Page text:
Jackson et al v. Washington County, Texas et al, No. 1:2009cv00878 - Document 51 (W.D. Tex. 2011)

Court Description: ORDER GRANTING IN PART AND DENYING IN PART 37 Motion for Summary Judgment. Signed by Judge Sam Sparks. (td)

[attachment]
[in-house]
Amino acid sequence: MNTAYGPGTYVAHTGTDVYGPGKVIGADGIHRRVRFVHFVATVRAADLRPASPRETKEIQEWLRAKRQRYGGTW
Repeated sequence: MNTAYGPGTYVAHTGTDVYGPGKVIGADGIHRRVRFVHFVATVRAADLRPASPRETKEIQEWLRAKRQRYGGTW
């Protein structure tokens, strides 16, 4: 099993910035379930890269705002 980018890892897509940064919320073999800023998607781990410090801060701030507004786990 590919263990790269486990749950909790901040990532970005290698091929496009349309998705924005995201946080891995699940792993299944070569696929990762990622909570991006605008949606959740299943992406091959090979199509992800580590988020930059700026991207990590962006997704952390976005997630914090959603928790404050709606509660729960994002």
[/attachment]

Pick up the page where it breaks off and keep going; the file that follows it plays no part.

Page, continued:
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Jackson et al v. Washington County, Texas et al Doc. 51 IN THE UNITED STATES DISTRICT COURT FOR THE WESTERN DISTRICT OF TEXAS AUSTIN DIVISION MOSEVELT JACKSON, JR. and LINDA FAYE JACKSON, Plaintiffs, -vs- Case No. A-09-CA-878-SS WASHINGTON COUNTY, TEXAS, J.W. JANKOWSKI, MARK WHIDDEN, ART SENTENO, TONY KRUEGER, BRAD KULOW, Defendants. __________________________________________ ORDER BE IT REMEMBERED on this day the Court reviewed the file in the above-styled cause, and specifically Defendants’ Motion for Summary Judgment (“Mot. SJ”) [#37], and Plaintiffs’ response (“Pl. Resp.”) [#48] thereto. Having reviewed the motions, the relevant case law, and the file as a whole, the Court now enters the following opinion and orders GRANTING IN PART and DENYING IN PART Defendants’ motion. Background I. Factual Background This is a § 1983 civil rights case concerning an alleged illegal search and an alleged use of excessive force by law enforcement. Plaintiffs Mosevelt Jackson, Jr. (“Mr. Jackson”) and Linda Faye Jackson (“Mrs. Jackson”) claim Defendant Washington County, through its Sheriff Defendant Dockets.Justia.com Jankowski and law enforcement officers Defendants Whidden, Senteno, Krueger, and Kulow, violated Plaintiffs’ Fourth Amendment rights in an incident that took place on December 6, 2007.1 Many of the background facts in this case are undisputed. On December 6, 2007, Washington County police received a report Mr. Jackson had been involved in “an altercation at his home with his son-in-law.”2 Complaint [#1] at ¶ 13; Mot. SJ, Ex. 7; Mot. SJ, Ex. 8. Having been informed the Jacksons were headed north on a road near their house, Defendants Whidden, Senteno, Krueger, and Kulow (the “Arresting Defendants”) responded to the call and began driving in that direction from their respective locations, trying to overtake the Jacksons. Mot. SJ, Aff. B (“Kulow Aff.”) at 2–3; Mot. SJ, Aff. C (“Krueger Aff.”) at 2; Mot. SJ, Aff. D (“Senteno Aff.”) at 2; Mot. SJ, Aff. E (“Whidden Aff.”) at 1–2.3 Before the Arresting Defendants were able to overtake the Jacksons, however, Defendant Senteno observed Mr. Jackson heading south, back toward his home. Senteno Aff. at 2. Senteno informed the other officers, and they all changed direction to follow the Jacksons’ new course. Id. The Jacksons returned home, followed closely by the officers, who ultimately confronted Mr. Jackson in his front yard. Whidden Aff. at 2. Defendant Whidden approached Mr. Jackson while the other officers aimed firearms at Mr. Jackson. Id. Defendant Whidden ordered Mr. Jackson to get on the ground, and Mr. Jackson replied he was unable to do so because he had a bad back. Id. 1 The Jacksons do not allege Defendant Jankowski participated personally in the arrest or the search. Their claim against him is based on his failure to properly train and supervise his officers. 2 Evidence provided by Defendants indicated the caller told police Mr. Jackson was threatening his son-in-law with a nine millimeter handgun, and had fired it “a minute ago.” Mot. SJ, Ex. 7 at 1. 3 For the most part, the Arresting Defendants’ affidavits are similar and consistent. The Court will therefore only cite to a single affidavit for the remainder of the factual summary. -2- Seeing Mr. Jackson was not obeying Whidden’s command, Defendant Senteno moved to assist Whidden. Senteno Aff. at 2–3. Senteno also ordered Mr. Jackson to get on the ground, and Mr. Jackson replied by saying “something about his back.” Id. at 3. Here, the parties’ stories sharply diverge. According to the Arresting Defendants, they physically forced Mr. Jackson to the ground, briefly struggled with Mr. Jackson to secure his arms, and, after Defendant Kulow threatened to shoot Mr. Jackson with a taser if he did not comply, ultimately succeeded in cuffing him. Kulow Aff. at 2. According to Mr. Jackson, the officers beat him, threw him to the ground, dragged him, put their knees in his back and side, and violently twisted his arm—in short, and in his own words, Mr. Jackson claimed the officers “beat the hell out of [him].” Pl. Resp., Ex. H (“Jackson Depo.”) at 30, 37. Although they disagree how much force was required to do so, the parties agree Mr. Jackson was ultimately cuffed and secured in a police car. Kulow Aff. at 2; Jackson Depo. at 38. While Mr. Jackson was being secured, Kulow and Krueger began searching for the firearm Mr. Jackson had allegedly used to threaten his son-in-law. Kulow Aff. at 2. Kulow claims he observed a handgun magazine lying in plain view on the console of Mr. Jackson’s vehicle. Id. After Krueger searched the vehicle and located a .25 caliber handgun (which was not the handgun they sought, as the report stated Mr. Jackson threatened his son-in-law with a nine millimeter), he and Whidden secured the scene around the vehicle so it would not be disturbed. Whidden Aff. at 3. Apparently, Kulow then turned his attention to Mrs. Jackson, informing Whidden she had been in the vehicle with Mr. Jackson.4 Kulow Aff. at 2. The officers approached her and asked her 4 The Court’s recital of facts relating to Mrs. Jackson’s arrest is hindered by the fact she failed to provide an affidavit; the Court therefore relies on the Arresting Defendants’ affidavits, to the extent they are not inconsistent with Mr. Jackson’s deposition testimony. -3- to identify herself, but she refused to do so. Id. The Arresting Defendants claim Mrs. Jackson attempted to enter her house, but Whidden prevented her from doing so, id.; Plaintiffs claim Mrs. Jackson was already in the house, and the officers kicked in the door and went inside. Jackson Depo. at 38. Mrs. Jackson persisted in refusing to identify herself and was ultimately arrested for her failure to do so. Whidden Aff. at 3. Again, there are differing versions of how Mrs. Jackson’s arrest was effected. Defendants Kulow and Whidden indicated Mrs. Jackson tried to pull away when they attempted to handcuff her, but made no mention of any struggle, violence, or injury. Kulow Aff. at 3; Whidden Aff. at 3. Mr. Jackson, apparently observing from the back of the patrol car in which he was secured, indicated officers kicked open his door, and “slammed” and “twisted” his wife. Jackson Depo. at 38. Mr. Jackson claimed he was shouting for the police to stop, as Mrs. Jackson had recently had surgery on her arm. Id. At some point, Krueger entered the Jacksons’ home and, acting on information Senteno obtained by questioning Mr. Jackson, located the nine millimeter handgun.5 Krueger Aff. at 4. Krueger indicated in his report Senteno told him Mr. Jackson consented to the search. Krueger Aff. at 4. In his report, however, Senteno merely stated Mr. Jackson “did not want his stuff torn up” and told Senteno where the firearm was located. Senteno Aff. at 3. Plaintiffs argue Mr. Jackson’s attempt to prevent damage to his property did not constitute consent to a search. Pl. Resp. at 12. 5 Krueger’s affidavit suggested this occurred prior to the arrest of Mrs. Jackson, Krueger Aff. at 4, while W hidden’s affidavit indicated his conversation with Mrs. Jackson was contemporaneous with Krueger’s conversation with Mr. Jackson regarding the location of the firearm within the house. W hidden Aff. at 3. Plaintiffs, by contrast, indicated they were both already secured in police vehicles when the search took place. -4- Significantly, both parties agree other people were in and around the Jacksons’ house during this incident. Jackson Depo. at 38–39; Krueger Aff. at 4. Plaintiffs claim they suffered injuries because of the Arresting Defendants’ use of excessive force in making the arrests. Complaint at ¶ 23. Plaintiffs provided a document from “The Therapy Center” stating Mr. Jackson reported pain and tingling in his fingers as a result of the arrest. Pl. Resp., Ex. A. Plaintiffs provided a similar document from “The Therapy Center” relating to Mrs. Jackson.6 Id., Ex. B. II. Procedural Background Plaintiffs filed their complaint on December 7, 2009. They filed a single cause of action, alleging Defendants acted under color of state law to deprive them of their Fourth and Fourteenth Amendment rights. Plaintiffs claimed they were physically injured by the excessive force of the police, and generally “experienced humiliation, emotional distress, pain and suffering, incurred expenses, and were otherwise damaged.” Complaint at ¶ 23. They alleged Defendant Jankowski was liable for his failure to train the Arresting Defendants, correct their abusive behavior, or discourage their unlawful use of authority. Plaintiffs further claimed these abuses and failures were consistent with a policy of Washington County. On February 19, 2010, Defendants filed a motion for summary judgment on the basis of qualified immunity, which this Court dismissed for lack of evidentiary support. On November 5, 2010, Defendants renewed their attack, filing a second motion for summary judgment. In this motion, Defendants argued: (1) the Court should dismiss Plaintiffs’ claims against Defendant 6 Plaintiffs also included two photographs of M r. Jackson. Plaintiff’s Supplemental Response [#48], Ex. I, J. Although the Court presumes they were provided to show Mr. Jackson’s injuries, they are too unclear to be helpful. -5- Jankowski and the Arresting Defendants in their official capacities, because they are the same as his claim against Washington County; (2) Plaintiffs’ claims against Defendant Jankowski should be dismissed because he was not personally involved in the alleged misconduct and there is no evidence he implemented an unconstitutional policy; (3) Plaintiffs’ claims against the Arresting Defendants should be dismissed in light of the Arresting Defendants’ qualified immunity; and (4) Defendant Washington County is entitled to summary judgment because Plaintiffs failed to provide evidence demonstrating a genuine dispute of material fact about the existence of an unconstitutional policy or custom.7 The Court agrees Plaintiffs have failed to meet their summary judgment burden with respect to, and therefore GRANTS Defendants’ motion regarding, the following claims: (1) Plaintiffs’ claims against Defendant Washington County and Defendant Jankowski; (2) Mrs. Jackson’s § 1983 claim based on the use of excessive force; and (3) Plaintiffs’ claim based on the illegal search of their home and seizure of the nine millimeter pistol. However, the Court finds there is a genuine dispute of material fact regarding: (1) whether the Arresting Defendants injured Mr. Jackson through their use of excessive force; and (2) the reasonableness of Mrs. Jackson’s arrest. Therefore, the Court DENIES Defendants’ motion with respect to these claims against the Arresting Defendants. Accordingly, the Court will set for trial: (1) Mr. Jackson’s § 1983 claims against the Arresting Defendants in their individual capacities for the use of excessive force; and (2) Mrs. Jackson’s § 1983 claims against the Arresting Defendants in their individual capacities for her unlawful arrest. 7 Although this is a motion for summary judgment, many parts of Defendants’ motion ask the Court to dismiss claims rather than grant summary judgment on them. -6- Analysis I. Defendants’ Motion for Summary Judgment [#37] 1. Legal Standard Summary judgment shall be rendered when the pleadings, the discovery and disclosure materials on file, and any affidavits show that there is no genuine dispute as to any material fact and that the moving party is entitled to judgment as a matter of law.8 FED . R. CIV . P. 56(a); Celotex Corp. v. Catrett, 477 U.S. 317, 323–25 (1986); Washburn v. Harvey, 504 F.3d 505, 508 (5th Cir. 2007). A dispute regarding a material fact is “genuine” if the evidence is such that a reasonable jury could return a verdict in favor of the nonmoving party. Anderson v. Liberty Lobby, Inc., 477 U.S. 242, 248 (1986). When ruling on a motion for summary judgment, the court is required to view all inferences drawn from the factual record in the light most favorable to the nonmoving party. Matsushita Elec. Indus. Co. v. Zenith Radio, 475 U.S. 574, 587 (1986); Washburn, 504 F.3d at 508. Further, a court “may not make credibility determinations or weigh the evidence” in ruling on a motion for summary judgment. Reeves v. Sanderson Plumbing Prods., Inc., 530 U.S. 133, 150 (2000); Anderson, 477 U.S. at 254–55. Once the moving party has made an initial showing that there is no evidence to support the nonmoving party’s case, the party opposing the motion must come forward with competent summary judgment evidence of the existence of a genuine fact issue. Matsushita, 475 U.S. at 586. Mere conclusory allegations are not competent summary judgment evidence, and thus are insufficient to defeat a motion for summary judgment. Turner v. Baylor Richardson Med. Ctr., 476 F.3d 337, 343 8 Amendments effective December 1, 2010 changed Rule 56, moving language from 56(c) to 56(a), and changing the Rule to read “genuine dispute as to any material fact,” rather than “genuine issue as to any material fact.” F ED . R. C IV . P. 56. -7- (5th Cir. 2007). Unsubstantiated assertions, improbable inferences, and unsupported speculation are not competent summary judgment evidence. Id. The party opposing summary judgment is required to identify specific evidence in the record and to articulate the precise manner in which that evidence supports his claim. Adams v. Travelers Indem. Co. of Conn., 465 F.3d 156, 164 (5th Cir. 2006). Rule 56 does not impose a duty on the court to “sift through the record in search of evidence” to support the nonmovant’s opposition to the motion for summary judgment. Id. “Only disputes over facts that might affect the outcome of the suit under the governing laws will properly preclude the entry of summary judgment.” Anderson, 477 U.S. at 248. Disputed fact issues which are “irrelevant and unnecessary” will not be considered by a court in ruling on a summary judgment motion. Id. If the nonmoving party fails to make a showing sufficient to establish the existence of an element essential to its case and on which it will bear the burden of proof at trial, summary judgment must be granted. Celotex, 477 U.S. at 322–23. 2. Defendant Washington County a. County Liability Under § 1983 – Legal Standard Municipalities and other local government bodies, such as counties, may be sued under § 1983. Bd. of Cty. Comm’rs v. Brown, 520 U.S. 397, 403 (1997). However, such an entity may not be held liable under the theory of respondeat superior, and thus “may not be held liable under § 1983 solely because it employs a tortfeasor.” Id. A local government entity can only be held liable under § 1983 if a plaintiff can “identify a municipal ‘policy’ or ‘custom’ that caused the plaintiff’s injury.” Id. A deprivation is pursuant to a “policy” when it “result[s] from the decisions of [the municipality’s] duly constituted legislative body or of those officials whose acts may fairly be said to be those of the municipality.” Id. at 403–04. “Similarly, an act performed pursuant to a ‘custom’ -8- that has not been formally approved by an appropriate decisionmaker may fairly subject a municipality to liability on the theory that the relevant practice is so widespread as to have the force of law.” Id. at 404. In Texas, “[t]he sheriff is without question the county’s final policymaker in the area of law enforcement.” Colle v. Brazos Cty., Tex., 981 F.2d 237, 244 (5th Cir. 1993). “Where a plaintiff claims that a particular municipal action itself violates federal law, or directs an employee to do so, resolving . . . issues of fault and causation is straightforward.” Brown, 520 U.S. at 404. However, where a plaintiff attempts to impose liability upon a municipality for a facially lawful action that has led an employee to violate the plaintiff’s rights, the plaintiff must demonstrate the municipal action was taken with deliberate indifference to known or obvious consequences. Id. “Deliberate indifference” is a “stringent standard of fault,” beyond “simple or even heightened negligence.” Id. at 407, 410. The Fifth Circuit has emphasized this point: “‘Deliberate indifference’ implies a sense of callousness and is treated . . . as tantamount to intent . . . .” Thompson v. Connick, 578 F.3d 293, 298 (5th Cir. 2009). Further, the policy or custom must be the “moving force” behind the violation of the plaintiff’s rights. Monell v. Dep’t of Soc. Svcs., 436 U.S. 658, 694 (1978); Piotrowski v. City of Houston, 237 F.3d 567, 578 (5th Cir. 2001). The Fifth Circuit has summarized these requirements in the following way: “The three attribution principles identified here-a policymaker, an official policy and the “moving force” of the policy-are necessary to distinguish individual violations perpetrated by local government employees from those that can be fairly identified as actions of the government itself.” Piotrowski, 237 F.3d at 578. -9- b. Application Plaintiffs have failed to meet their summary judgment burden with respect to their § 1983 claims against Defendant Washington County. Plaintiffs admit the Arresting Defendants were trained in search and seizure, Pl. Resp at 3; and Defendants provided evidence of the county’s useof-force policy, which reads: “It is the policy of this department that force be used only to effect a lawful arrest and/or stop violent behavior of an individual; the minimum amount of force necessary to accomplish the above stated purposes is to be used.” Defendants’ Sealed Supplement [#38], Ex. 6 at 94. Rather, Plaintiffs complain Washington County’s policymaker, Defendant Jankowski, did not require “continuing education training on search and seizure and the use of force.” Pl. Resp. at 3. Plaintiffs have failed to demonstrate a genuine dispute of material fact on two issues: (1) whether Washington County, through Sheriff Jankowski, acted with deliberate indifference; and (2) whether the failure to provide continuing education was the “moving force” behind the alleged violations of Plaintiffs’ constitutional rights. With respect to deliberate indifference in a failure-to-train case, the Fifth Circuit has stated: “Deliberate indifference generally requires a showing that the policymaker was made aware of the training deficiencies by at least a pattern of similar deprivations.” Connick, 578 F.3d at 298 (quotation omitted). Although “in certain unique circumstances” a plaintiff can establish liability based on a single violation of rights, this requires a showing the policymaker failed to provide training in an area where, absent such training, deprivation of constitutional rights was a “highly predictable consequence”; failure to provide such obviously-needed training is seen to demonstrate the policymaker’s deliberate indifference to constitutional rights. Id. -10- Here, Plaintiffs have failed to provide evidence of a pattern of illegal searches, seizures, or uses of force sufficient to show a genuine dispute of material fact about Defendant Jankowski’s deliberate indifference. Nor have they provided sufficient evidence to raise a genuine dispute of material fact whether constitutional violations are the “highly predictable consequence” of a failure to provide continuing education to officers. Similarly, Plaintiffs have failed to demonstrate a genuine dispute of material fact about whether Washington County’s failure to provide continuing education was the “moving force” behind the alleged violations of Plaintiffs’ constitutional rights. As the Fifth Circuit has clarified, “[t]he deficiency in training must be the actual cause of the constitutional violation.” Connick, 578 F.3d at 300. Plaintiffs have not provided sufficient evidence Washington County’s failure to provide continuing education was the actual cause of the alleged violations of their rights. c. Conclusion Absent evidence of a pattern of violations; failure to provide any training in an obviously critical area; admissions from the officers; or some other circumstantial evidence, the Court cannot attribute the allegedly improper actions of the Arresting Defendants to a “policy” or “custom” promulgated by Washington County through Sheriff Jankowski. This is particularly true where, as here, the complained-of policy or custom is the failure to provide additional training. Plaintiffs have simply not provided sufficient evidence to meet their summary judgment burden with respect to their § 1983 claims against Washington County. The Court therefore GRANTS Defendants’ motion on these claims. Further, because there is generally no substantive difference between a suit against a government entity and a suit against its officers in their official capacities, the Court GRANTS -11- Defendants’ motion for summary judgment on all claims against Defendants in their official capacities. See Kentucky v. Graham, 473 U.S. 159, 167 n.14 (1985) (“There is no longer a need to bring official-capacity actions against local government officials, for under [Monell v. Dep’t of Soc. Svcs., 436 U.S. 658 (1978)], local government units can be sued directly for damages and injunctive or declaratory relief.”). 3. Failure to Supervise – Defendant Jankowski a. Legal Standard “When . . . a plaintiff alleges a failure to train or supervise, the plaintiff must show that: (1) the supervisor either failed to supervise or train the subordinate official; (2) a causal link exists between the failure to train or supervise and the violation of the plaintiff's rights; and (3) the failure to train or supervise amounts to deliberate indifference.” Estate of Davis ex rel. McCully v. City of North Richland Hills, 406 F.3d 375, 381 (5th Cir. 2005) (quotation omitted). b. Application As the elements of a failure to supervise claim indicate, in order to survive summary judgment Plaintiffs must show a genuine dispute of material fact about both causation and deliberate indifference. The Court has already found Plaintiffs failed to do so with respect to the policies or customs of Washington County. As Defendant Jankowski was the policymaker for Washington County, it is unsurprising Plaintiffs provide the same evidence for this claim as they do for their claim against Washington County. Although their failure to supervise claim focuses on Defendant Jankowski’s supervision rather than a county policy or custom, Plaintiffs provided no evidence that changes the analysis. Therefore, for the foregoing reasons, the Court finds Plaintiffs have failed to satisfy their summary judgment burden with respect to deliberate indifference or causation. -12- c. Conclusion Plaintiffs have failed to meet their summary judgment burden with respect to their claims against Defendant Jankowski. Therefore, the Court GRANTS Defendants’ motion on this issue. 4. Use of Excessive Force – The Arresting Defendants a. Qualified Immunity Qualified immunity “shields Government officials from liability for civil damages insofar as their conduct does not violate clearly established statutory or constitutional rights.” Ashcroft v. Iqbal, 129 S.Ct. 1937, 1945 (2009). “Qualified immunity balances two important interests-the need to hold public officials accountable when they exercise power irresponsibly and the need to shield officials from harassment, distraction, and liability when they perform their duties reasonably.” Pearson v. Callahan, 129 S.Ct. 808, 815 (2009). The Supreme Court has articulated a two-part test for resolving government actors’ claims of qualified immunity: a court must determine both (1) whether the plaintiff has sufficiently alleged a violation of a constitutional right; and (2) whether that right was “clearly established” at the time of the actor’s alleged misconduct. Id. at 815–16. With respect to the latter question, “a government actor is entitled to qualified immunity unless a reasonable official would have been on notice the conduct was unlawful.” Wernecke v. Garcia, 591 F.3d 386, 393 (5th Cir. 2009). Although the Supreme Court once required these questions be answered in order, and doing so is still often advisable, courts have discretion to address either question first. Id. at 818. Finally, “[w]hen a defendant invokes qualified immunity, the burden is on the plaintiff to demonstrate the inapplicability of the defense.” McClendon v. City of Columbia, 305 F.3d 314, 323 (5th Cir. 2002). -13- b. Application There is a genuine dispute of material fact regarding the Arresting Defendants’ use of excessive force against Mr. Jackson. Mr. Jackson provided deposition testimony stating the Arresting Defendants—again, in Mr. Jackson’s words—“beat the hell out of” him. The Arresting Defendants, of course, provided evidence to the contrary. However, for the purpose of summary judgment, the Court must resolve this factual dispute in Mr. Jackson’s favor. Mr. Jackson described a use of force that was clearly excessive in relation to legitimate law enforcement objectives, and which any reasonable officer would know to be a violation of the victim’s constitutional rights.9 Mr. Jackson also provided deposition testimony regarding his injuries, including the pain he felt during the arrest. Therefore, the Arresting Defendants’ qualified immunity notwithstanding, Mr. Jackson has met his summary judgment burden with respect to his excessive force claim. By contrast, Mrs. Jackson provided no such evidence. Indeed, Mrs. Jackson provided neither deposition testimony nor an affidavit in support of her claims. The only evidence the Court has to substantiate many parts of her claims are statements made by Mr. Jackson in his deposition. By his own admission, Mr. Jackson was some distance away in the back of a patrol car, and apparently in great pain, when the officers arrested his wife. Jackson Depo. at 38. Obviously, then, Mr. Jackson was neither privy to the details of the exchange between Mrs. Jackson and the officers, nor in a good position to observe them from a distance. And while the Court credits, as it must, Mr. Jackson’s statement the police kicked in his door, and his statement they used substantial force against Mrs. 9 The Court is mindful the officers were responding to a situation in which M r. Jackson may have been armed with a firearm, and that he did not comply with their orders to get on the ground. However, Mr. Jackson described an assault that continued after he was already on the ground and any reasonable fear of his violent resistance had been extinguished. To the extent the officers rely on the notion Mr. Jackson was resisting arrest to justify their use of force, the Court must also resolve that factual dispute in favor of Mr. Jackson, who claimed the officers did not even attempt to cuff him until after the beating. Jackson Depo. at 38. -14- Jackson, this evidence is insufficient—particularly in light of Mrs. Jackson’s silence on the matter—to defeat the Arresting Defendants’ qualified immunity. Without at least some testimony from Mrs. Jackson regarding her interaction with the Arresting Defendants, the Court cannot conclude: (1) the officers violated one of Mrs. Jackson’s clearly established constitutional rights; (2) such a violation was objectively unreasonable under the circumstances; or (3) a reasonable jury could return a verdict in her favor.10 The Court therefore concludes Mrs. Jackson failed to meet her summary judgment burden with respect to her excessive force claim. c. Conclusion Accordingly, the Court GRANTS Defendants’ motion with respect to Mrs. Jackson’s § 1983 claim for excessive force; and DENIES Defendants’ motion with respect to Mr. Jackson’s § 1983 claim for excessive force. 5. Illegal Search and Seizure – The Arresting Defendants Outside of Mr. Jackson’s excessive force claims, Plaintiffs do not appear to challenge the legitimacy of Mr. Jackson’s arrest. However, they challenge the lawfulness of both Mrs. Jackson’s arrest and the search of Plaintiffs’ home. a. Mrs. Jackson’s Arrest i. Legal Standard The Fourth Amendment prohibits unreasonable searches and seizures. U.S. CONST . amend. IV. “The Fourth Amendment right to be free from arrest without probable cause has long been 10 As noted above, Plaintiffs did not have to provide much evidence from Mrs. Jackson to survive summary judgment. But, at least under the circumstances of this case, they had to provide some. -15- clearly established.” Club Retro, L.L.C. v. Hilton, 568 F.3d 181, 206 (5th Cir. 2009). Reasonable police officers are, of course, expected to know this. Therefore, if the officers arrested Mrs. Jackson without probable cause, they are not entitled to the protections of qualified immunity. ii. Application Mrs. Jackson appears to have been arrested for violation of Texas Penal Code § 38.02, “Failure to Identify.” Whidden Aff. at 3. In relevant part, that section provides: “A person commits an offense if he intentionally refuses to give his name, residence address, or date of birth to a peace officer who has lawfully arrested the person and requested the information.” TEX . PEN . CODE ANN . § 38.02(a). As Plaintiffs point out, this section can only be violated if one has already been arrested. Logic dictates, therefore, this section cannot itself serve as the basis for an arrest.11 Moreover, although police officers need not be lawyers, they are expected to know enough about the law to make meaningful probable cause determinations prior to arrest.12 The circumstances of this case are such that officers should have known Mrs. Jackson’s failure to identify herself could not form the basis for her arrest. The Arresting Defendants are therefore not entitled to qualified immunity with respect to Mrs. Jackson’s illegal seizure claim.13 11 Another provision of § 38.02 makes it an offense to provide a false name, address, or date of birth under various circumstances. T EX . P EN . C OD E A N N . § 38.02(b). However, there is no evidence Mrs. Jackson ever gave false information to police. 12 The Court emphasizes this is not a case where it is second-guessing the reasonableness of an officer’s probable cause assessment, an area in which police are properly afforded some deference. Instead, this is a situation where the statute’s terms made it impossible for the officer to reasonably conclude he had probable cause. 13 It is possible not every one of the Arresting Defendants is individually liable for Mrs. Jackson’s arrest. However, as neither party briefed the issue, the Court declines to address it. -16- iii. Conclusion Plaintiffs have demonstrated the existence of a genuine dispute of material fact regarding whether Mrs. Jackson’s arrest was unreasonable. The Court therefore DENIES Defendants’ motion for summary judgment on this issue. b. The Search of the House I. Legal Standard Warrantless searches or seizures inside a home are presumptively unreasonable. Brigham City, Utah v. Stuart, 547 U.S. 398, 403 (2006). However, this presumption can be rebutted if the government can demonstrate the “exigencies of the situation make the needs of law enforcement so compelling that the warrantless search is objectively reasonable.” Id. (quotation omitted). Some exigencies courts have deemed sufficiently compelling to justify warrantless searches are “hot pursuit of a suspected felon, the possibility that evidence may be removed or destroyed, and danger to the lives of officers or others.” United States v. Maldonado, 472 F.3d 388, 393 (5th Cir. 2006). “A ‘protective sweep’ is a quick and limited search of premises, incident to an arrest and conducted to protect the safety of police officers or others. It is narrowly confined to a cursory visual inspection of those places in which a person might be hiding.” Maryland v. Buie, 494 U.S. 325, 327 (1990). “To justify a protective sweep, the government must show articulable facts which, taken together with rational inferences from those facts, would warrant a reasonably prudent officer in believing that the area to be swept harbors an individual posing a danger to those on the arrest scene.” Maldonado, 472 F.3d at 393. “If reasonable minds could differ, we do not second-guess the judgment of experienced law enforcement officers concerning the risks of a particular situation.” Id. -17- ii. Application As noted above, the warrantless search of Plaintiffs’ home was presumptively unreasonable. Therefore, in order to be entitled to qualified immunity, Defendants must demonstrate their search of Plaintiffs’ home was justified by exigent circumstances. The Court finds they have offered evidence sufficient to do so. The situation faced by officers was chaotic, uncertain, and potentially dangerous. They were responding to a report that Mr. Jackson not only had a nine millimeter handgun and was threatening another person with it, but that he had recently fired it. For reasons the officers might plausibly have believed false, Mr. Jackson refused to comply with their orders. Regardless of whose version of events is taken as true, the officers used substantial physical force in arresting Mr. Jackson. Mrs. Jackson was likewise uncooperative, and there is no dispute officers had to use some physical force to effect her arrest as well. Officers discovered a loaded handgun—but not the nine millimeter pistol they sought—in the Jacksons’ vehicle; nor did they find the nine millimeter on either Mr. or Mrs. Jackson. Further, people unknown to the officers were in and around the house. Thus, officers were faced with a situation in which at least one firearm was likely to be on the premises; the gun was potentially accessible by people unknown to, and unsecured by, the officers; and—especially if Plaintiffs’ version of events is credited—these unknown people probably had reason to be hostile to the officers. Under such circumstances, the Court finds a reasonably prudent officer would be justified in believing one or more people in the house might be armed and present a danger to the officers.14 14 Additionally, the Court finds the presence of unknown, unsecured, and likely hostile people in Plaintiffs’ home would justify a reasonably prudent officer in believing the need to preserve evidence was sufficiently great that he or she could not afford to delay the search while a warrant was obtained. -18- This conclusion is consistent with United States v. Maldonado, 472 F.3d 388 (5th Cir. 2006), in which the Fifth Circuit upheld a warrantless search under circumstances similar to those in this case. In Maldonado, law enforcement agents arrested one man, Mr. Castillo, in the driveway of the trailer home in which he was staying. Id. at 392. While officers were arresting Castillo, an unknown person peeked out of the door of the trailer home, then quickly withdrew and shut the door. Id. Fearing for their safety because they lacked cover, the officers opened the door to the trailer home and arrested Maldonado when he exited. Id. Although Maldonado stated nobody else was in the trailer home, police nevertheless performed a protective sweep and discovered narcotics in plain view. Id. Maldonado moved to suppress the narcotics on the basis of the warrantless search, but the district court denied the motion because it found the search was justified by exigent circumstances. Id. Maldonado appealed. Id. The Maldonado court found the district court “did not err in concluding that a reasonable officer would have been legitimately concerned for his safety and that of others on the scene during the arrest.” Id. at 393. In support of its conclusion, the court observed Castillo’s arrest in the driveway of the trailer home was “near enough to the trailer to place the agents in immediate danger.” Id. In some ways, the case before this Court presents a stronger argument for the existence of exigent circumstances than Maldonado. Specifically, the officers in Maldonado had no idea if there were weapons or other people in the trailer home after they arrested Maldonado. Id. at 394. Indeed, the limited evidence they had indicated there were no other people inside. Id. Here, by contrast, there were unknown people in and around the house, and at least one weapon unaccounted for. -19- The Court thus finds Defendants’ warrantless search was justified by exigent circumstances.15 Because this finding means the Arresting Defendants did not violate Plaintiffs’ Fourth Amendment rights, the Court further concludes both (1) the Arresting Defendants are entitled to qualified immunity; and (2) the evidence offered by Plaintiffs is insufficient to meet their summary judgment burden regarding their § 1983 claim on this issue. iii. Conclusion The Arresting Defendants’ search of Plaintiffs’ home was justified by exigent circumstances. Therefore, their conduct did not offend the Fourth Amendment. Thus, Plaintiffs have failed to show a genuine dispute of material fact about a violation of their rights, and the Arresting Defendants are entitled to qualified immunity. Consequently, the Court GRANTS Defendants’ motion for summary judgment on this issue. Conclusion Plaintiffs have only met their summary judgment burden with respect to Mr. Jackson’s § 1983 claim against the Arresting Defendants in their individual capacities for the use of excessive force; and Mrs. Jackson’s § 1983 claim against the Arresting Defendants in their individual capacities for unreasonable seizure. The Court grants summary judgment in favor of Defendants on all other claims: Plaintiffs’ claims against Washington County and Defendant Jankowski fail because Plaintiffs did not demonstrate a genuine dispute of material fact about deliberate indifference or causation. Further, 15 United States v. Watson, 273 F.3d 599 (5th Cir. 2001), and United States v. Howard, 106 F.3d 70 (5th Cir. 1997), are also in accord. Although the cases cited by the Court deal with narcotics, nothing in their holdings suggest they are limited to drug cases. To the extent these cases rely on the notion drug traffickers are often armed and dangerous to support findings of exigent circumstances, those factors are likewise present here: Mr. Jackson was reported to be both armed and threatening. -20- Mrs. Jackson failed to provide evidence sufficient to defeat the Arresting Defendants’ qualified immunity with respect to her excessive force claim. Finally, the Court finds the officers’ search of Plaintiffs’ home was justified by exigent circumstances, and therefore did not constitute a violation of their Fourth Amendment rights. Accordingly, IT IS ORDERED THAT Defendants’ Motion for Summary Judgment [#37] is GRANTED IN PART and DENIED IN PART; IT IS FURTHER ORDERED THAT Defendants’ motion is DENIED with respect to Mosevelt Jackson’s § 1983 claims against Defendants Whidden, Senteno, Krueger, and Kulow in their individual capacities for the use of excessive force; and Linda Faye Jackson’s § 1983 claims against the same Defendants for unreasonable seizure; IT IS FURTHER ORDERED THAT Defendants’ motion is GRANTED with respect to all other claims. SIGNED this the 24th day of January 2011. ____________________________________ SAM SPARKS UNITED STATES DISTRICT JUDGE 878 sj ord mjh.frm -21- U